# Motor Basics

We found some great introductory videos which very throughly explain motors and give many great ideas, so instead of replicating their work we chose to share it instead.

One of the best ways to learn about anything is hands on! Why not try to make a motor yourself, or with your cohort?

The below video explains how you can build a simple motor out of some basic supplies. This project is more suitable for younger or less technically inclined humans. Note that the motors used in a Quadcopter are slightly more sophisticated.

## Tinker or Make a Demo

The below video has a fantastic, in-depth explaination of how motors work and includes a number of setups which can help you understand the mechanics and motion of a motor.

If you have any old drills or other motored devices hanging around (or found at the thrift store) you can transform it into a number of great demos.

Getting your hands on something is unquestionably the best way to learn, having demos and experiments is a fantastic way to enhance your lessons or self-study.

# Measuring the Motor

In order to get some firm measurements about the motor, we built an apparatus to hold it and attached wires to it.

Since we didn't want to damage the motor we were careful and used very small wire looped into the connector. Then we used tape to keep the copper wires seperate. The wires touching would cause a short circuit and be very bad (resulting in smoke and an angry motor.)

After that was complete we used an adjustable soldering stand to hold the motor up in the path of a photogate sensor. The idea was to use the propellor to break the photogate's beam and use the number of breaks to determine the rotations per minute (RPM) of the propellor at various speeds.

With the motor held safely, the photogate in place, and the power supply wired in to provide power to the motor, we attached our photogate to a measurement device to start our experiment.

Failure. It turns out that the software was unable to effectively measure the propellor at higher speeds. The quadcopters motors are rated up to 14,000 RPM and it's understandable that standard equiptment might struggle with this.

This threw us for a bit of a loop but we figured out a better, simpler method. We decided to utilize a strobe light to "stop" the motor.

How can a strobe light be used to measure RPM?

First the strobe light pulses its light at a constant, uniform rate, and the motor is turning at a (mostly) constant, uniform rate. Because of this, if the strobe light pulses at some amount of pulses per minute ($$PPM$$) which is equal to the motors rotations per minute ($$RPM$$) then each pulse of light will shine on approximately the same image of the motor. This image is what we see observing it.

$$PPM = RPM$$

You can see how it looks in this below video, apologies for the video quality and loud sound, strobes are noisy and cameras don't image the way our eyes do.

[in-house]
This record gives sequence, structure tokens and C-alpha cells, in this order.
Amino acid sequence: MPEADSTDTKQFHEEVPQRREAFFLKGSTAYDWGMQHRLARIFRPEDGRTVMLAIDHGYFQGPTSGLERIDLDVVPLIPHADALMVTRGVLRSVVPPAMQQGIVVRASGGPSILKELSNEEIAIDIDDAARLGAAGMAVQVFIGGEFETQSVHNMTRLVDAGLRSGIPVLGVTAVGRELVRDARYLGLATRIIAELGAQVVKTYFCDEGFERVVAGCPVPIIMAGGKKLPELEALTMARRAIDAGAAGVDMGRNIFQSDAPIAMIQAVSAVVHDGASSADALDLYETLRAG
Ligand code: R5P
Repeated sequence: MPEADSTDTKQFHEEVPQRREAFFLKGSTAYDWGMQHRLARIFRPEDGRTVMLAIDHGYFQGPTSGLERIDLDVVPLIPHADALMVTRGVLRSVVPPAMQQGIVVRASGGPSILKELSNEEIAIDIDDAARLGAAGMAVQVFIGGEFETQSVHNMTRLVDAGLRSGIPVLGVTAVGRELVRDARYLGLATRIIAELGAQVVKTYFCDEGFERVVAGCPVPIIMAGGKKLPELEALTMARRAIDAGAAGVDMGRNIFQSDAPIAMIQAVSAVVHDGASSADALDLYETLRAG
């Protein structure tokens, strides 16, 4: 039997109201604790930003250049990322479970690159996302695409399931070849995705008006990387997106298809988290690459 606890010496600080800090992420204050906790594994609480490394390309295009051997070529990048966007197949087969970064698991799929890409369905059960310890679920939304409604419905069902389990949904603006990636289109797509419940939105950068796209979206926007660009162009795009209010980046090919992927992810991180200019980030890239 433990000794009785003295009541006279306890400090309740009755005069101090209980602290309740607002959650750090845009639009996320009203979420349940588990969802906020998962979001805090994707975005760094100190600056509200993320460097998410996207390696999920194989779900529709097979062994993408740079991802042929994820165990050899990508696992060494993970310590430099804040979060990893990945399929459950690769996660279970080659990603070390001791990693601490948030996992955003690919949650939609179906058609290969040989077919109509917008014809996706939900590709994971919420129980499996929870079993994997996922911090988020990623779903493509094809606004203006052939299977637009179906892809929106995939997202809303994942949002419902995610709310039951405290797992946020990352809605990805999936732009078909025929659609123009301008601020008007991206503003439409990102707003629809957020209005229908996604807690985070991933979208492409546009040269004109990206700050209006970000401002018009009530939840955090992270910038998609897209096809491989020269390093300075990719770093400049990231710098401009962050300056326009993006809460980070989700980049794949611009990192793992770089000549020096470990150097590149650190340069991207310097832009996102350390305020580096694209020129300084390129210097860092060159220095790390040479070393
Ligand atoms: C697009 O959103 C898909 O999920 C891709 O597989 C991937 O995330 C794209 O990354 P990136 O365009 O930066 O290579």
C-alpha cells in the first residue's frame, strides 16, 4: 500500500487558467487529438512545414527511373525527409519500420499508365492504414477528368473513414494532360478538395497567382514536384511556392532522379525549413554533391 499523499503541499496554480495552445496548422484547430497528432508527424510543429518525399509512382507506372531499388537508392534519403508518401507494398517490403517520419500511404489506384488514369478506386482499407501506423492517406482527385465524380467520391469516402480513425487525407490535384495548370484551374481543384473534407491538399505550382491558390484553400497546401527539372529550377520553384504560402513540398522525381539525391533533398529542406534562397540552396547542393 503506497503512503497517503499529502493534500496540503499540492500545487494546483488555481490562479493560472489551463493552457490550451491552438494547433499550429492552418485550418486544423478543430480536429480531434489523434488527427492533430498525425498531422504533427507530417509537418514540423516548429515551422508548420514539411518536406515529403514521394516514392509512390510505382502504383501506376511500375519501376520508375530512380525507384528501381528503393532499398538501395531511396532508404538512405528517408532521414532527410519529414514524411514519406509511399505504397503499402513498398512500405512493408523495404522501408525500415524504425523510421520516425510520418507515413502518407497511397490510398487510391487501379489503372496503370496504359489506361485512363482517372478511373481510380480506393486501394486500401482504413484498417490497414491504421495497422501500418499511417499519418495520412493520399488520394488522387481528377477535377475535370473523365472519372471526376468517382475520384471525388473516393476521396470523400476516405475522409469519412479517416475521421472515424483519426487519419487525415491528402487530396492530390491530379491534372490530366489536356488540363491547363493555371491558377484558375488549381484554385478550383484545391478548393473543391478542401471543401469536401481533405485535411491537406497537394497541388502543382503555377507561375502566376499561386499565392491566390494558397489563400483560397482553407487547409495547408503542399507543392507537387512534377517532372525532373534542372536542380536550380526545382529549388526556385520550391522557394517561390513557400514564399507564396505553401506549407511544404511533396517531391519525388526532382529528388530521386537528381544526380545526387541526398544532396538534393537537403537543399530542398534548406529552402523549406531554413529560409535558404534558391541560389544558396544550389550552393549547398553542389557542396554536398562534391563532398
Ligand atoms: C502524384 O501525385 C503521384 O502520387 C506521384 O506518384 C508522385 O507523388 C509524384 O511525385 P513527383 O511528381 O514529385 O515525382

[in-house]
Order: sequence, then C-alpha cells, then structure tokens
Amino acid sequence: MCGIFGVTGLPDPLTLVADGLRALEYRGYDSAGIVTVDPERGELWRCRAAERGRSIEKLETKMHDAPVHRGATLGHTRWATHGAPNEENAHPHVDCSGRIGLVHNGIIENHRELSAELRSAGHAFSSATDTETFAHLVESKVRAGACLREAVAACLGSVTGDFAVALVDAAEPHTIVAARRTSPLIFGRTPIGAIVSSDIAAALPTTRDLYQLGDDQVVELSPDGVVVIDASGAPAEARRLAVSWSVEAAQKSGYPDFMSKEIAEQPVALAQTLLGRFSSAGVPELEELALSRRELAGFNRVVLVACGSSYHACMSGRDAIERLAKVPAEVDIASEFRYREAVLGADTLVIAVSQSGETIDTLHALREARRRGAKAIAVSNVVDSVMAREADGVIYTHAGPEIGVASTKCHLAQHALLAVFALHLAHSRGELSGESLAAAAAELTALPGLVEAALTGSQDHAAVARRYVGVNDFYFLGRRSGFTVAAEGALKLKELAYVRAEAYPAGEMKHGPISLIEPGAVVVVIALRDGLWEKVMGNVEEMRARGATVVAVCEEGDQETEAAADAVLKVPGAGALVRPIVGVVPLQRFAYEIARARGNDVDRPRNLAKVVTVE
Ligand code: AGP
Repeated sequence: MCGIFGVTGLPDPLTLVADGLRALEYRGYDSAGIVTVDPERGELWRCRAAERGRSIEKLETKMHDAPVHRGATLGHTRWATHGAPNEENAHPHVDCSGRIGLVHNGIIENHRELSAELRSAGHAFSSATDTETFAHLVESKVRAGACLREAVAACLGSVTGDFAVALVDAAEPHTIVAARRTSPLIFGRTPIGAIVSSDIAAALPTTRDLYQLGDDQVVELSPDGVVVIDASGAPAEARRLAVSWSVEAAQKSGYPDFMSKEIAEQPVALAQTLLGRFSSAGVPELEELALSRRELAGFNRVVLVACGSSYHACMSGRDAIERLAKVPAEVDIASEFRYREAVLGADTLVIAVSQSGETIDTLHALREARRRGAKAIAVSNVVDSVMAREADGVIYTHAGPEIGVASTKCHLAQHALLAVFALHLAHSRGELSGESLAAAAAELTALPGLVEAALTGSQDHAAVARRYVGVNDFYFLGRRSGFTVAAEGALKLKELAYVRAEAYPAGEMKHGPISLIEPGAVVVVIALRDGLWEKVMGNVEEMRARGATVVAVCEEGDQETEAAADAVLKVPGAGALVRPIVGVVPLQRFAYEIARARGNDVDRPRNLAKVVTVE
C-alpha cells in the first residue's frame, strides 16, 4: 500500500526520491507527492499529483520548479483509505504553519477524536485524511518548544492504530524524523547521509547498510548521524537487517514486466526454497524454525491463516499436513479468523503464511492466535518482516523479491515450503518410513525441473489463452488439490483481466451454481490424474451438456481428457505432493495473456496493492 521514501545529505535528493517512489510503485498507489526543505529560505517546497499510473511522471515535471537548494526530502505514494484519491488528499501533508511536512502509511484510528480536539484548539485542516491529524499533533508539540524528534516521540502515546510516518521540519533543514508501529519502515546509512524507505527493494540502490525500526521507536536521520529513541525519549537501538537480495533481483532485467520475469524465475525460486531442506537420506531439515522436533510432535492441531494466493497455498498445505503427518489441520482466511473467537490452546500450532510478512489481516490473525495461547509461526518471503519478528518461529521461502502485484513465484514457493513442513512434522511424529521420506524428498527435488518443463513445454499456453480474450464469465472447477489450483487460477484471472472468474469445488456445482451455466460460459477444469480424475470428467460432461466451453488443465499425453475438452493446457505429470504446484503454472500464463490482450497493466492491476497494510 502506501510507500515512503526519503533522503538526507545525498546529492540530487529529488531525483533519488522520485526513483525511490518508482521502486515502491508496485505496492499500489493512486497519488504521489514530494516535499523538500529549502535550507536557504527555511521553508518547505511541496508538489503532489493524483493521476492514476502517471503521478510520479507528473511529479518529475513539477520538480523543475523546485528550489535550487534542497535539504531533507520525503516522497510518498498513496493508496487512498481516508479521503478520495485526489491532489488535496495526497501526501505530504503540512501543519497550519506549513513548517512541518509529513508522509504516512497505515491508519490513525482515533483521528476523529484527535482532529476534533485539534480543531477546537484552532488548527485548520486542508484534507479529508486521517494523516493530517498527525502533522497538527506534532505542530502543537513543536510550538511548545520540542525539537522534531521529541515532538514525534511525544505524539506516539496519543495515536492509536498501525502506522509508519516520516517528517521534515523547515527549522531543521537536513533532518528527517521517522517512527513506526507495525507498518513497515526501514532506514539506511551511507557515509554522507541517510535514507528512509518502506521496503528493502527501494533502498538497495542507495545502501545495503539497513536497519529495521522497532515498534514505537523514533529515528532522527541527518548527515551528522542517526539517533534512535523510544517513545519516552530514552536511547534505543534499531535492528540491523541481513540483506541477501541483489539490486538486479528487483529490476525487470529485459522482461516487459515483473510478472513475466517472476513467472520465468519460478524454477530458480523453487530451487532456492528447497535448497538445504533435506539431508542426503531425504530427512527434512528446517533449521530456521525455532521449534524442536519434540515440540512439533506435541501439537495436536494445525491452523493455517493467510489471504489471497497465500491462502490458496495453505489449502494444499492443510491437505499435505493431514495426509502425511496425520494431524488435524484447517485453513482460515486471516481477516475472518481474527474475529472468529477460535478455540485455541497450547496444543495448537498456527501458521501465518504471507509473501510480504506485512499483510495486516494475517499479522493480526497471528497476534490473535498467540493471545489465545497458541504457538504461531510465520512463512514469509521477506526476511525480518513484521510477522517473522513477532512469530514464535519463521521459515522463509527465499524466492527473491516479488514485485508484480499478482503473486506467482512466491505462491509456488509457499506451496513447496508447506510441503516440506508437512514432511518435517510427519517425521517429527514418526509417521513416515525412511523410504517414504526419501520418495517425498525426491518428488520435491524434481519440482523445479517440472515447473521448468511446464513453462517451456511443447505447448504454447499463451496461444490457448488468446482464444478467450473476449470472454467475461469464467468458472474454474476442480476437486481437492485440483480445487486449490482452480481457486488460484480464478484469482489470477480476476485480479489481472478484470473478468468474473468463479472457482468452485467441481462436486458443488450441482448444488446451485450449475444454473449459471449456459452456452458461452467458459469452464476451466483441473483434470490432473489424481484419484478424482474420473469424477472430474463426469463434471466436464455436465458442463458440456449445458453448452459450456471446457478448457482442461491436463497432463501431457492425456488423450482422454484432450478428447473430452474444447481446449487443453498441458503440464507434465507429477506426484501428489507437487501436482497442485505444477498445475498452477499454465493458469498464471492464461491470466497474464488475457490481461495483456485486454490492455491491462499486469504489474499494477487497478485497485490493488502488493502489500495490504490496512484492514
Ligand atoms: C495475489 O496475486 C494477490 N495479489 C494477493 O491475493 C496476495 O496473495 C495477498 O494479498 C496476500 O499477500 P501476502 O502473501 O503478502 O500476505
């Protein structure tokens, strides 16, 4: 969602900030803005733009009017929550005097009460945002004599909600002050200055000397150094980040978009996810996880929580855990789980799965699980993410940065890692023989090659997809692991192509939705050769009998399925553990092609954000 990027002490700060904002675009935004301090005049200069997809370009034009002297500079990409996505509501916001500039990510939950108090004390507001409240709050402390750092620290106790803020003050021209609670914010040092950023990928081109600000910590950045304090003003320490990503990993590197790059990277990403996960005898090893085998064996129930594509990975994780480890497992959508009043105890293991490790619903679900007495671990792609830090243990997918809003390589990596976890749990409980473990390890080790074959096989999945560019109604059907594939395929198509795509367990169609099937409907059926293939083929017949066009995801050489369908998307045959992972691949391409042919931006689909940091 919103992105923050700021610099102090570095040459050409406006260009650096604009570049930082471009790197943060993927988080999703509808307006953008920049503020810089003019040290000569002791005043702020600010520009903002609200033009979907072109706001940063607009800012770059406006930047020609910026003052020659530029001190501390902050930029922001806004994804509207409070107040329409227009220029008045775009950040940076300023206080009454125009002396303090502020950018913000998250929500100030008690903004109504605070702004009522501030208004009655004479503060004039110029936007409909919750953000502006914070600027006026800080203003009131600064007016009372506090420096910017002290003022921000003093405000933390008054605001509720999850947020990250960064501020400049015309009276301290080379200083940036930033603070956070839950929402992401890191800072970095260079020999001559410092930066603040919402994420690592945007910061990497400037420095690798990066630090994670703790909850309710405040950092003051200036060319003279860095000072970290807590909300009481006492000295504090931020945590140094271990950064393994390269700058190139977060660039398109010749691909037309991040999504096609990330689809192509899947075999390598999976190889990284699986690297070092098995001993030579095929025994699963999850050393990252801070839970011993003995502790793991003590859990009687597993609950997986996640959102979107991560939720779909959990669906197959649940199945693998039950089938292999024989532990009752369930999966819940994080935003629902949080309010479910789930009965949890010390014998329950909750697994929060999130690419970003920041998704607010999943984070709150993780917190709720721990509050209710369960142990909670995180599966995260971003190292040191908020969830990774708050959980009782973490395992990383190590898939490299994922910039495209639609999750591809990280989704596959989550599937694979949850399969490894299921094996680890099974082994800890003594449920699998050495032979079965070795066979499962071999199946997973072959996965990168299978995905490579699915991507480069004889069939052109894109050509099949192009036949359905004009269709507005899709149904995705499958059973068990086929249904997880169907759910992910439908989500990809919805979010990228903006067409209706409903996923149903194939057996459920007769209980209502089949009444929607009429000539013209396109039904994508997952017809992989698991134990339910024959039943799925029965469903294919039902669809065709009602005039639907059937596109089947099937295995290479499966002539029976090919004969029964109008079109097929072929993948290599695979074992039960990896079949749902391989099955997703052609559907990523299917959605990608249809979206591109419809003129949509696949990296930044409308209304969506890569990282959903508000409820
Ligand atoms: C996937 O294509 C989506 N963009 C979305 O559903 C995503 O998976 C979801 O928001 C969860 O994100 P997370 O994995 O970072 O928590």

This is a very fun and curious experiment to try on your own or with your cohort however strobe lights can be hard to source.

# Measurements

Using a pair of multimeters and an adjustable power supply we could take measurements of the motor at various power settings.

First, let's take a look at the relationship between voltage and the rotations per minute (RPM) of the propeller. Voltage is the difference in potential between the hot and ground wires.

If you picture yourself as an electron walking along a road (the wire), you can picture voltage as how steep the hill is.

The relationship that current and the rotations per minute have is also very much a straight line.

If you picture yourself as an electron current is how hard you're pushing against something.

The power of the motor is equals to the voltage times the current. You can see that this relationship is a nice, smooth curve. It's interesting to note that there are diminishing returns the more power you put in.

$$voltage * current = power$$

The angular velocity is the speed at which the blade of the propeller is rotating around the motor's axis. This relationship is straight, just like the voltage vs RPM graph.

$$velocity_{angular} = RPM * \frac{2\pi}{60 seconds}$$

# Motors in Action

In the following graphs we captured data from the quadcopter using the Crazyflie client's logging functionalities. A motor value of 0 indicates that no power was sent to the motor, while a higher number means more power was sent. (We asked the Bitcraze folks what these values represented here.)

In order to capture this data we held the quadcopter (mostly) in place and fully triggered given inputs. The wobble you see in the motor plots is due to variances in the outputs of the stablization algorithms as they react on sensor input.

## Pitch

In these you can see the very clear demonstration of the front motor and rear motors raising or lowering depending on the input.

## Roll

In these you can observe the left and right motors changing accordingly.

## Yaw

Finally, in these you can see the diagonal motors changing as we've previously discussed.